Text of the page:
Mourdock: Opposes abortion. Believes Roe v. Wade "is a serious misreading of the Constitution." Has said he would support legal abortion in the case of some "crisis pregnancies."

Donnelly: Opposes abortion. National Right to Life Committee says, "Joe Donnelly supported the interests of the National Right to Life Committee 83 percent [of the time] in 2010."


Mourdock: Says he "oppose[s] restrictions on gun ownership by law-abiding citizens."

Donnelly: Says he supports the Second Amendment right to bear arms. Voted for a bill to establish a national standard for carrying of concealed firearms across state lines.


Mourdock: On MSNBC in May: "To me, the highlight of politics, frankly, is to inflict my opinion on someone else with a microphone or in front of a camera to win them over to my point of view." On Fox News: "I have a mindset that says bipartisanship ought to consist of Democrats coming to the Republican point of view." Has since indicated that he'll work with Democrats.

Donnelly: At an August appearance in Fort Wayne, Ind.: "We don't expect a my-way-or-the-highway attitude; we expect getting things done."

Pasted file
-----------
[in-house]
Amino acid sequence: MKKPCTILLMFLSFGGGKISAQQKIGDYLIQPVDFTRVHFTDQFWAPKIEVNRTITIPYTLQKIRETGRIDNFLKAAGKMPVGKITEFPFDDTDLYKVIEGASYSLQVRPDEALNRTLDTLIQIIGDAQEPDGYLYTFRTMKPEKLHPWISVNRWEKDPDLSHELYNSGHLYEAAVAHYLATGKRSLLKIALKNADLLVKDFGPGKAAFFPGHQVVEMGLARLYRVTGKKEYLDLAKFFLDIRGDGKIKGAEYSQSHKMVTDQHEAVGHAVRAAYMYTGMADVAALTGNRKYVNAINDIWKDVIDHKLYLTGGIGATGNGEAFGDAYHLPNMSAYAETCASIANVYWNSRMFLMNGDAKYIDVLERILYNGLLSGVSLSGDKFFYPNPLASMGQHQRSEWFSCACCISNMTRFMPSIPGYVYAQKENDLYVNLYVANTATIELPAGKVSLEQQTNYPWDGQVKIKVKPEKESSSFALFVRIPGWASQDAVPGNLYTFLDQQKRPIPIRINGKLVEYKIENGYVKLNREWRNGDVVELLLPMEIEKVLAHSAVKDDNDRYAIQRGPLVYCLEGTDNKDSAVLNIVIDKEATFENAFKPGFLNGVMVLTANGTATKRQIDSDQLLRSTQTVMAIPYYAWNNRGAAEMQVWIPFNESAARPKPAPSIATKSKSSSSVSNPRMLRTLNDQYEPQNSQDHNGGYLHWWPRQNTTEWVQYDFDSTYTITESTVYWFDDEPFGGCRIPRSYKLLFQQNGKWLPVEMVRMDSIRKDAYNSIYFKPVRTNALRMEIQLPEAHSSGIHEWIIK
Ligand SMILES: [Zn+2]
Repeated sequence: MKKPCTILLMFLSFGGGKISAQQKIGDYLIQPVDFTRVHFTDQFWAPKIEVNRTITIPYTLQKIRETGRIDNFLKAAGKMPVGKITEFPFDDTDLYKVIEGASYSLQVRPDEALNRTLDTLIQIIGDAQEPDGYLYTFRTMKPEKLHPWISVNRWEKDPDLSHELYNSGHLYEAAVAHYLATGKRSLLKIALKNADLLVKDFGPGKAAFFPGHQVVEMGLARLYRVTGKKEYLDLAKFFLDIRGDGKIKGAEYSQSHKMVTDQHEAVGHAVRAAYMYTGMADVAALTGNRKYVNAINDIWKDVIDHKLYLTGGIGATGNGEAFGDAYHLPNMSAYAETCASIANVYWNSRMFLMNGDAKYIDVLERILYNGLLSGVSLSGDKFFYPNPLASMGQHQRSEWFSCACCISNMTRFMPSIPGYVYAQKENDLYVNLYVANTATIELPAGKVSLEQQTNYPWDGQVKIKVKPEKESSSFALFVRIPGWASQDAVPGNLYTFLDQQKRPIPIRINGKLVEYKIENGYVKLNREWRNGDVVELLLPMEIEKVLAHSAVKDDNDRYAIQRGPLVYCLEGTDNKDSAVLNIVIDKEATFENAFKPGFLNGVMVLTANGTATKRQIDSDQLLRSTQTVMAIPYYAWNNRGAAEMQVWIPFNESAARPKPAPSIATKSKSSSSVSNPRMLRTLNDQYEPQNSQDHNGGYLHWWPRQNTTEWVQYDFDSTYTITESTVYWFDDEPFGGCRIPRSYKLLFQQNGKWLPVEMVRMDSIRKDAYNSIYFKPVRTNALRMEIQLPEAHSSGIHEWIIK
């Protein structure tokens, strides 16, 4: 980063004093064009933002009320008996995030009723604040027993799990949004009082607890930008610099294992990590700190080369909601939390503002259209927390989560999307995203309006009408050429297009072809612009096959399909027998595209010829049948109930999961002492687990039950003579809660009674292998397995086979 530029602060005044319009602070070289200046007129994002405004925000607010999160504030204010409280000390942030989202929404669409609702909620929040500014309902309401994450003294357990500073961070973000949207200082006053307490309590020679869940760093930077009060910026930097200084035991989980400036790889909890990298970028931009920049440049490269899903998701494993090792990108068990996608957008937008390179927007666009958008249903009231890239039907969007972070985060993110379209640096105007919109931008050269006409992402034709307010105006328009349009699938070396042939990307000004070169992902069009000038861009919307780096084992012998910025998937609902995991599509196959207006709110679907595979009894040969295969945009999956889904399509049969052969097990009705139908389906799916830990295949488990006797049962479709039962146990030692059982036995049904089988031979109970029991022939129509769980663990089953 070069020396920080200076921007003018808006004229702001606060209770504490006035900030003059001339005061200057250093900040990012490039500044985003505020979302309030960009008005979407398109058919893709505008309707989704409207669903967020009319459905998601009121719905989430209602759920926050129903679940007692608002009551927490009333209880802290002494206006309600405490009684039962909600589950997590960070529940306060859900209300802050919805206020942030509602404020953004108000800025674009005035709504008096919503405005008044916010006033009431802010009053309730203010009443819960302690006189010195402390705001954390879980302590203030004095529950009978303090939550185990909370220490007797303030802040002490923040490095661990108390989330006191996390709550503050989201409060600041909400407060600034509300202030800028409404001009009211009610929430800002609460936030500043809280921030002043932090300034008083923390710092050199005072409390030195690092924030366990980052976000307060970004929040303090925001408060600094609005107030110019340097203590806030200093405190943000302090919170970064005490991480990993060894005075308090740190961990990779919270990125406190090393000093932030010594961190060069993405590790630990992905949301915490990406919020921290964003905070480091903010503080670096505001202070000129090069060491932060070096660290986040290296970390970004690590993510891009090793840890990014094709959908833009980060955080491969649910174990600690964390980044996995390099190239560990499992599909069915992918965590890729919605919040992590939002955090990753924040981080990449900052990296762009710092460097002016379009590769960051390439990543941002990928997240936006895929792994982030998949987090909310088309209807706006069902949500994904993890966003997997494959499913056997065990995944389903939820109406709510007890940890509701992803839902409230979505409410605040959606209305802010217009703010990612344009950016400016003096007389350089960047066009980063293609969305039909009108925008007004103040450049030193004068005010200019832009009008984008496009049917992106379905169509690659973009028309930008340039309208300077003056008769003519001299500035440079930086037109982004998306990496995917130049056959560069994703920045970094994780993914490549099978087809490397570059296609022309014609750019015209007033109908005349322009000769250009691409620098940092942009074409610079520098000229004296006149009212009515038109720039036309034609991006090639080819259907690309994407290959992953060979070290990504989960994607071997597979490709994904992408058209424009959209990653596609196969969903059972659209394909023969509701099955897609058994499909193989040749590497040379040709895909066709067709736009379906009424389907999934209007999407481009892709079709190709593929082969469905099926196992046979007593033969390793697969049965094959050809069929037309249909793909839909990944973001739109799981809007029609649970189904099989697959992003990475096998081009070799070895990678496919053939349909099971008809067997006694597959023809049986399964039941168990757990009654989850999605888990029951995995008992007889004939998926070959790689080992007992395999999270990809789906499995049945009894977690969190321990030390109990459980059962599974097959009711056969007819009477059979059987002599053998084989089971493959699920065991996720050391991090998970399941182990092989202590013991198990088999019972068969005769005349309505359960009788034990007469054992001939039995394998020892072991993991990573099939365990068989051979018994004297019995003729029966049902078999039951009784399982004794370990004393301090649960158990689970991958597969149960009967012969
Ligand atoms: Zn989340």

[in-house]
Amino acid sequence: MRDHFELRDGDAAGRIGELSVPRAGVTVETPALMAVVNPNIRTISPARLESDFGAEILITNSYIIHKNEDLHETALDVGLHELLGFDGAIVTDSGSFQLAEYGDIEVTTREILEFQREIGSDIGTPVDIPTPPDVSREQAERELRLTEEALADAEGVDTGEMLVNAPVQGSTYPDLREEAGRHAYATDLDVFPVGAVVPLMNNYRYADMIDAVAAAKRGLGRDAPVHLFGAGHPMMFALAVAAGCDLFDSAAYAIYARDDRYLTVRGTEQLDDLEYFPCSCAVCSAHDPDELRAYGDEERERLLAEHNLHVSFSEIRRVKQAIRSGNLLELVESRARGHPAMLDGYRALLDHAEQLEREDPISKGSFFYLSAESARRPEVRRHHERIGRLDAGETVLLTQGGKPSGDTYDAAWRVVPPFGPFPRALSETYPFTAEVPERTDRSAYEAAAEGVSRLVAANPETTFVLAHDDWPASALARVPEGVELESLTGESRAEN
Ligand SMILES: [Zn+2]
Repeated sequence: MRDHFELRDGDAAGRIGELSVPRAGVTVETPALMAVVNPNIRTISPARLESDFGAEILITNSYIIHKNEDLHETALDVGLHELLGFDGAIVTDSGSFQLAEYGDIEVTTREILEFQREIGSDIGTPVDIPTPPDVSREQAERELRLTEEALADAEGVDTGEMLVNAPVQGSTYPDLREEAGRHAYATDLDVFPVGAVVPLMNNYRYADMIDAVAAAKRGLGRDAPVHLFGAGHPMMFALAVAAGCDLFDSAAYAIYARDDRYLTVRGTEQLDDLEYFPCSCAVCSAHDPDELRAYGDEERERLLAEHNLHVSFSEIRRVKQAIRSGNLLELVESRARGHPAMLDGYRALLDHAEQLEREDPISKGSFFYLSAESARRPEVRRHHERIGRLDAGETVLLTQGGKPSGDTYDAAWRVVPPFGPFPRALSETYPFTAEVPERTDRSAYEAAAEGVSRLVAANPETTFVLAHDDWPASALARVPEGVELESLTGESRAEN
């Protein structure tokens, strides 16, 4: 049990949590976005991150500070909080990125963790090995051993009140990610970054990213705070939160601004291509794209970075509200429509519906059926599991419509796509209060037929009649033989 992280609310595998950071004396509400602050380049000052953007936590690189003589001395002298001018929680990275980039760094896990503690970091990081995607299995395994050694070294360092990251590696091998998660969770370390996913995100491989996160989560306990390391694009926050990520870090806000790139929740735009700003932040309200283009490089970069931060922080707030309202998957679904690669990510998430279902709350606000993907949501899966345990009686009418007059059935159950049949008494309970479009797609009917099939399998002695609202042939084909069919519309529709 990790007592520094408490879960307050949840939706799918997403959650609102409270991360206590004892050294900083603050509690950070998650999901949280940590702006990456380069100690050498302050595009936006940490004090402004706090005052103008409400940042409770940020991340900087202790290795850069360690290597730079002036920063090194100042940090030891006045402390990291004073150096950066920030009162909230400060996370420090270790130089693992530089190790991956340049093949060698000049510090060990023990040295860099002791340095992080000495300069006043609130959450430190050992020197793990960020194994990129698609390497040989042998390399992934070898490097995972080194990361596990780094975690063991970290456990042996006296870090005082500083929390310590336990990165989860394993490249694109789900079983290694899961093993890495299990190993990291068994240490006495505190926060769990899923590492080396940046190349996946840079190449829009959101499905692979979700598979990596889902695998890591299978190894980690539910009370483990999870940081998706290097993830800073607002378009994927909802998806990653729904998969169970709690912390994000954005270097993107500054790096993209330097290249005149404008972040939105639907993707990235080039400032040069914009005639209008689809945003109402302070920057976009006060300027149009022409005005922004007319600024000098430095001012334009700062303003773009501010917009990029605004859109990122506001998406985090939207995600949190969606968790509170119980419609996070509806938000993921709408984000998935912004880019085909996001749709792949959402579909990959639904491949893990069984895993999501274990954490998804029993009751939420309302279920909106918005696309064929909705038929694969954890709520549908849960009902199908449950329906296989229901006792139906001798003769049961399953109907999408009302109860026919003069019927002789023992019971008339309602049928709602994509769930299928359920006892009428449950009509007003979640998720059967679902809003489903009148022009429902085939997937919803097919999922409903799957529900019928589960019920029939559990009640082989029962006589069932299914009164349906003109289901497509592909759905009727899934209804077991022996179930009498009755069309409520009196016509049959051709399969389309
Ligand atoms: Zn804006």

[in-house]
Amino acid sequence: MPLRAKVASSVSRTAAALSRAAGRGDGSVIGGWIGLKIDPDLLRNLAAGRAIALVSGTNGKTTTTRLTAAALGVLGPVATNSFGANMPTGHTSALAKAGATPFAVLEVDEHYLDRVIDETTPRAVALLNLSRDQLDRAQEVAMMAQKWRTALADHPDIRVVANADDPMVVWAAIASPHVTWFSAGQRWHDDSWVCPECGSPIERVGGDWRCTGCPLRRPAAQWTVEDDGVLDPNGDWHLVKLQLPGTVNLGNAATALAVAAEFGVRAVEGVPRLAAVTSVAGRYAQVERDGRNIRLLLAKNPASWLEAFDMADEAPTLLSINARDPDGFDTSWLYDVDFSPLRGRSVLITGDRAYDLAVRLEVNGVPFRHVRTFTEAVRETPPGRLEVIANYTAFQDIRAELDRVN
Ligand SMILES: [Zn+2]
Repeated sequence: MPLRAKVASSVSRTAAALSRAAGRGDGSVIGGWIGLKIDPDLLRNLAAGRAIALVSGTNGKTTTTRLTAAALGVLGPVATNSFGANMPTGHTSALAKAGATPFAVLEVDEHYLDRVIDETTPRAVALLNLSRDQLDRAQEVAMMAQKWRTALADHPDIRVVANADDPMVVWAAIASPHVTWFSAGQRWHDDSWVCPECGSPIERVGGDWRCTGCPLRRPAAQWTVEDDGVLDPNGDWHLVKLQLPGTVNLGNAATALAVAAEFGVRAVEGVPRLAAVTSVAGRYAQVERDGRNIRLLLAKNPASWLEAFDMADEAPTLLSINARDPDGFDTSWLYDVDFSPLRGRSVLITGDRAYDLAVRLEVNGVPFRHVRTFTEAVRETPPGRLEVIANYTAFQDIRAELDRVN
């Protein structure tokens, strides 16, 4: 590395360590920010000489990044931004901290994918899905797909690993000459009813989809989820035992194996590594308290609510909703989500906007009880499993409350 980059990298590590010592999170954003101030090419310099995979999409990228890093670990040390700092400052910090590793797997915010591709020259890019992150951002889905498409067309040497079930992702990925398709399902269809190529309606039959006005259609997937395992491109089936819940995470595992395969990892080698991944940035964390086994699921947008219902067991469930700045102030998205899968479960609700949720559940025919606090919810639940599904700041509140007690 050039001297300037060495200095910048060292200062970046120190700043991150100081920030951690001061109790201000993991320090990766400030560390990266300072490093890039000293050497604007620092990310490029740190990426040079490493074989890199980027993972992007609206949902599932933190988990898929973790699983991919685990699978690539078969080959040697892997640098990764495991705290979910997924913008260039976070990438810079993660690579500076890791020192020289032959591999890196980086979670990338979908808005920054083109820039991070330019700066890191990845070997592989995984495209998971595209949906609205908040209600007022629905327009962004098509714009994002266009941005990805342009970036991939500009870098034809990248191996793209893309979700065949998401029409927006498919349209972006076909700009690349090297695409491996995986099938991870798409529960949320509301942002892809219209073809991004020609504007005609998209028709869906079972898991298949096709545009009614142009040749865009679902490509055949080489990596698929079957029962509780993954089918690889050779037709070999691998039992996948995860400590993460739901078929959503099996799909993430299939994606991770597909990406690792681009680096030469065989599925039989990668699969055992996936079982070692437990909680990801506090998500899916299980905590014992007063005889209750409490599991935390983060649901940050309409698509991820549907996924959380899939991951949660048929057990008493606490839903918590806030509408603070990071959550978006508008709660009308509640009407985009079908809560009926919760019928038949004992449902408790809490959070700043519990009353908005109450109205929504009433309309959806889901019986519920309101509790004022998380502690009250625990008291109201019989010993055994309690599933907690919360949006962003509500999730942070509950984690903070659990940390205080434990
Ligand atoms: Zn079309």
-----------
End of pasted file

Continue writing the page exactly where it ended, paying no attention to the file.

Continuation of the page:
Mourdock: Has signed Grover Norquist's "Taxpayer Protection Pledge" vowing not to raise taxes.

Donnelly: Supports "responsible efforts to promote tax relief to help small businesses and middle-class families and keep our economy healthy," according to his campaign website.


Mourdock: Wife, Marilyn. He runs marathons and holds a pilot's license.

Donnelly: Two children with wife, Jill, whom he met while attending the University of Notre Dame.


Mourdock: Evangelical Christian

Donnelly: Roman Catholic

Higher Education

Mourdock: Masters in geology, Ball State University, 1975

Donnelly: Law degree from Notre Dame, 1981


Mourdock: Indiana state treasurer, 2006-present; co-founded Sub-Tech Environmental Services, a consulting business, 2000; vice president at Koester Companies (earth-moving equipment) in Evansville, Ind., 1984-2000; senior geologist, Standard Oil of Ohio, 1979-1984

Donnelly: Practiced law until 1996, when he opened Marking Solutions, a printing and rubber stamp company.